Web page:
1. Recognize the power of the anniversary in advance. Even if you are not tuned in to the date, your body might be. If you feel strange physical sensations or have trouble sleeping, pay attention. If you feel sad, angry, distracted, or irritable and can’t think of why, check the calendar.
2. Plan how to spend the day. Decide whether it’s healthier for you to be alone, be with a friend, or a combination. You might want to set aside some time to contemplate how you remember and understand events now, since our perceptions change over time. If you want to actively explore feelings or revise how you think and feel about yourself now, spend some time with your journal or a person who knows you well. Maybe you’ve moved beyond the power of the date, but still feel the sadness or wish that things could have been different. Take the time to shed some tears, be angry, express regrets. Then shift your focus to constructive actions or doing something you enjoy. Maybe a personal ritual is in order. For example, Alan asked for a “second birthday dinner” with gifts for a few years after coming back to life. Later he preferred to let the date slide by, while I acknowledged it quietly.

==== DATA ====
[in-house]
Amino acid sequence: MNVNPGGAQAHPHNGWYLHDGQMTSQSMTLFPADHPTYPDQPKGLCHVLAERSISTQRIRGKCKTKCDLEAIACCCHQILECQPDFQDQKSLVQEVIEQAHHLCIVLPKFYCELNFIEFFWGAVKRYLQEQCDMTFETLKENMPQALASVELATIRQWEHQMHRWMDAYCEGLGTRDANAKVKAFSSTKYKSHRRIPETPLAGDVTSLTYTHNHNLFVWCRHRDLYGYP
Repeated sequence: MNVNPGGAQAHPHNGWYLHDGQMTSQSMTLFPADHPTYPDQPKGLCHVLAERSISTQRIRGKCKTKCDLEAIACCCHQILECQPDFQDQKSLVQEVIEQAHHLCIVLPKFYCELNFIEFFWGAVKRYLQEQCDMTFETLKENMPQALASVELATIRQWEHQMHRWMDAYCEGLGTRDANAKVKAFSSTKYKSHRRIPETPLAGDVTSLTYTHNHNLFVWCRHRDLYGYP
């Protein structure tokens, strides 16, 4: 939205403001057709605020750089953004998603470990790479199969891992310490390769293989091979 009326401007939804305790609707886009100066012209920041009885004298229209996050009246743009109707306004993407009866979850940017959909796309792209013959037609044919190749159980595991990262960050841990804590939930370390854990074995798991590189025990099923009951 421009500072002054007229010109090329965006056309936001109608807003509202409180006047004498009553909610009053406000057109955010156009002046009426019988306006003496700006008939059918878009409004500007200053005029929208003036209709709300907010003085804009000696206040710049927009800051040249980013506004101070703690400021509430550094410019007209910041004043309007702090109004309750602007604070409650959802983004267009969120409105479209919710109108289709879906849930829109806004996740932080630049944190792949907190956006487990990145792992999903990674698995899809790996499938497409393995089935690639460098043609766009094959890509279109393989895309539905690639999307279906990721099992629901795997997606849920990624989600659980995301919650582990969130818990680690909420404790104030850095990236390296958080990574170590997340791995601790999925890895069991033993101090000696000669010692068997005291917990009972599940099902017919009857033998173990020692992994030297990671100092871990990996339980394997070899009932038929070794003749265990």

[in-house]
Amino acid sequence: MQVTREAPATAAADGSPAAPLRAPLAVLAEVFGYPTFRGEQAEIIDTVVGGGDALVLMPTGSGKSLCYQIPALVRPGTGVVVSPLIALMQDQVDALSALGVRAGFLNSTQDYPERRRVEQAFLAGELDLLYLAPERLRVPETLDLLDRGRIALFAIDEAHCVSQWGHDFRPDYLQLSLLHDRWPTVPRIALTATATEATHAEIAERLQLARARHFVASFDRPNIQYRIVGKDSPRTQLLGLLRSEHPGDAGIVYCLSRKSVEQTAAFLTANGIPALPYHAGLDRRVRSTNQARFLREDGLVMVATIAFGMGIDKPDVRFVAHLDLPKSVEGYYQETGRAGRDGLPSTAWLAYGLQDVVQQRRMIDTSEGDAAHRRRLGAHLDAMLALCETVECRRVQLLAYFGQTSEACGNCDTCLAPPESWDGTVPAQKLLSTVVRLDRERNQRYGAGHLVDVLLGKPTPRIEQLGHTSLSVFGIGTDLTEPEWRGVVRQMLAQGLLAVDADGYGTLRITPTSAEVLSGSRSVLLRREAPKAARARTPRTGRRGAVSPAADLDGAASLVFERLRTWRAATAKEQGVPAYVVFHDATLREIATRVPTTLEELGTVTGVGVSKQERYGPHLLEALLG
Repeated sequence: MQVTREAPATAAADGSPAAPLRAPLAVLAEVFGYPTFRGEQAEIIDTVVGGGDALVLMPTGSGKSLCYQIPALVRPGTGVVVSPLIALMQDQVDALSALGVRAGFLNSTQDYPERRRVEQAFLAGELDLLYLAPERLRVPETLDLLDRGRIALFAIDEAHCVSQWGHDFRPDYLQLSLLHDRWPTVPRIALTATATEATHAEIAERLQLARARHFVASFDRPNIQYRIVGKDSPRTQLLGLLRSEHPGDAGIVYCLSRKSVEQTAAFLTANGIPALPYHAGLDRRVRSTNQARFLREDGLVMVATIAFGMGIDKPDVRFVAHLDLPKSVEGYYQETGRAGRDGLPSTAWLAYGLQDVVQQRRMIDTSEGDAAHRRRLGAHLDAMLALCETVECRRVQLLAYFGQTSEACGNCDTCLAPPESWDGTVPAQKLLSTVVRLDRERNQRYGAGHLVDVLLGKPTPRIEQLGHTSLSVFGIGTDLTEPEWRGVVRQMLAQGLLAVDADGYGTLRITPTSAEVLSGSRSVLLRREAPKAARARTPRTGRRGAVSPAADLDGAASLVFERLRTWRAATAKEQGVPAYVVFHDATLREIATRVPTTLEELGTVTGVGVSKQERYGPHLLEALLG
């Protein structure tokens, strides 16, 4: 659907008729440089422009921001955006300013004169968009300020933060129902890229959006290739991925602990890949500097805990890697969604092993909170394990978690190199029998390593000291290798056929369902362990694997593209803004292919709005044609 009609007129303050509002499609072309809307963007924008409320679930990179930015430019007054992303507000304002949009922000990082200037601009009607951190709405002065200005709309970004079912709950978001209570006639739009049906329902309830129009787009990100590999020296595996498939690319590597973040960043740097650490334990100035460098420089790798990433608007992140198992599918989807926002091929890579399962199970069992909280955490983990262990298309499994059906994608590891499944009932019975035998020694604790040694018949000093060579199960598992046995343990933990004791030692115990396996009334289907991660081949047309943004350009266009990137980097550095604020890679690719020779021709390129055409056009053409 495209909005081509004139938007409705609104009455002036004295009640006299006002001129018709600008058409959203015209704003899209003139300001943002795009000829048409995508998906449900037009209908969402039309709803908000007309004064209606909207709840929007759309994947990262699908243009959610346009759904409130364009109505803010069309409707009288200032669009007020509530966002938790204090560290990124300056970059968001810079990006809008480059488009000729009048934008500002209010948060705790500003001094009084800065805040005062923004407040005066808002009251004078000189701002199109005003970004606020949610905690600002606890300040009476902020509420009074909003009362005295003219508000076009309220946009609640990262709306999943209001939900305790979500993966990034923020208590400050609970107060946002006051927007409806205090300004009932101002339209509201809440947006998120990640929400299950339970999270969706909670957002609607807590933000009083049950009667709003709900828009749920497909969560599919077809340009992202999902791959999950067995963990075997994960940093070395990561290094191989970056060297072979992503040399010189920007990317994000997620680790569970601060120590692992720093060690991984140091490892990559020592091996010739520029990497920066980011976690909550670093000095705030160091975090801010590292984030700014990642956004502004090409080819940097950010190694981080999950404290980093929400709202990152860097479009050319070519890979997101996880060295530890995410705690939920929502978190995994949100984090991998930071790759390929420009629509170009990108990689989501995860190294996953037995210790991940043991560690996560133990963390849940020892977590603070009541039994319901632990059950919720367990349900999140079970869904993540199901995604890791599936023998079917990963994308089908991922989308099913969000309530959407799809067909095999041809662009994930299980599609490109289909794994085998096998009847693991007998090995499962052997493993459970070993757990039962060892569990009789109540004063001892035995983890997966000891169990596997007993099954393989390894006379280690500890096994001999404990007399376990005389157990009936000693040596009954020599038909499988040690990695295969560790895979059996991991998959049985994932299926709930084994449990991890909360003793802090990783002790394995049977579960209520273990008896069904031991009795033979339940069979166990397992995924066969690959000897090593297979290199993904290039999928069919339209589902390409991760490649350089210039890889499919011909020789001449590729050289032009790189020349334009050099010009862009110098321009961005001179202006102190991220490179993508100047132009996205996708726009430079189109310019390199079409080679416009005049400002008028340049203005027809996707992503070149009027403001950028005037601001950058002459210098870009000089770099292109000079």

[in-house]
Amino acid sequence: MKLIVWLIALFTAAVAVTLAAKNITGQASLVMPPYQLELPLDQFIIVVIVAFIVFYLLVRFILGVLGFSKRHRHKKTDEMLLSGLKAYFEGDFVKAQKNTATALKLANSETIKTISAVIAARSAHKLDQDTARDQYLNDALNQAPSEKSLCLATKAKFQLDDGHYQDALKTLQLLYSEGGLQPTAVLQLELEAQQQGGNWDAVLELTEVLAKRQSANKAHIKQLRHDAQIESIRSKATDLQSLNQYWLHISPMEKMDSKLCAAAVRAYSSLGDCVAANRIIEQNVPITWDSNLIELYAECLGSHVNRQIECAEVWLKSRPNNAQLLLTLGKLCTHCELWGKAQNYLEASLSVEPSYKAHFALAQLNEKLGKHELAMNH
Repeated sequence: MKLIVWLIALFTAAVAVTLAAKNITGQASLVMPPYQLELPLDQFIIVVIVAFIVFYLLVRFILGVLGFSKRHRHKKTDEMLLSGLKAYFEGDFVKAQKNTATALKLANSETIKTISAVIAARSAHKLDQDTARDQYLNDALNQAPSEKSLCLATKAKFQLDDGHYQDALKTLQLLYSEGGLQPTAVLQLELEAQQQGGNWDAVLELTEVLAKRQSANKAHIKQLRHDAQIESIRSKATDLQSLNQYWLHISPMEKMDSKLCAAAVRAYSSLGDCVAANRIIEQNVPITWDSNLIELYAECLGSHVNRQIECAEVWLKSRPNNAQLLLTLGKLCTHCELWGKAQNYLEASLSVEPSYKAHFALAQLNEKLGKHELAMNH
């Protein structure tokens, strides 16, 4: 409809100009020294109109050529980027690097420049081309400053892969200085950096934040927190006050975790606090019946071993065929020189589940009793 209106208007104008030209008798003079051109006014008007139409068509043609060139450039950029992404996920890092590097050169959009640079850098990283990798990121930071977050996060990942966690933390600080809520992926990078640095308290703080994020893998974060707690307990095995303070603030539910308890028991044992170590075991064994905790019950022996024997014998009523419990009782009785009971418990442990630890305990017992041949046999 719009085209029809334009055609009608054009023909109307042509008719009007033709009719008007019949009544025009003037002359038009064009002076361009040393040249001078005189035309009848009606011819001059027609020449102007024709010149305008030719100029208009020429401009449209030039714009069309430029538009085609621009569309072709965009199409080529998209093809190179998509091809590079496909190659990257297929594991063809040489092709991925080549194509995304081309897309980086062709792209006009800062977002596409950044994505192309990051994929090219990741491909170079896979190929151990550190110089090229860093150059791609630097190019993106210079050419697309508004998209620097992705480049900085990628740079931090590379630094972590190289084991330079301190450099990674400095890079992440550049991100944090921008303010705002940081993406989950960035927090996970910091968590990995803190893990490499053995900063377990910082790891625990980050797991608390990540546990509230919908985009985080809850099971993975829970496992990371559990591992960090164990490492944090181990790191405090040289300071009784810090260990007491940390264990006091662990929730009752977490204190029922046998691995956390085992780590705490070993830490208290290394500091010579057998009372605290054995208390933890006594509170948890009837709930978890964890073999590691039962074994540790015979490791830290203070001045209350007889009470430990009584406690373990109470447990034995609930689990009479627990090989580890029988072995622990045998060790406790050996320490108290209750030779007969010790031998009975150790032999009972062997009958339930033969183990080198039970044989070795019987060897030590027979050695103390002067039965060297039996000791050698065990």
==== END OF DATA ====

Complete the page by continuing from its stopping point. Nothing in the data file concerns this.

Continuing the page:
3. Consider whether you have more than an anniversary reaction. If you frequently flash back to the accident or illness that caused your injury and those memories rule your life, consider seeking an evaluation for post-traumatic stress disorder (PTSD). If you are a caregiver, and often feel hypervigilant or have intrusive memories or images of the accident or first time you saw your family member in ICU, consider an evaluation for secondary traumatic stress. Both are very serious and disruptive, yet also very treatable. Anniversaries tend to magnify traumatic responses. Also seek counseling for ongoing depression or anxiety. See a healthcare provider for physical symptoms.
4. Appreciate all the progress you’ve made. Stop and recognize all the ways you’ve grown, changed, adjusted, or transcended your diagnosis since last year. If you are a caregiver, celebrate your contributions and resilience while planning your next respite break. The longer you provide care, the more often you need the counterbalance of personal replenishment.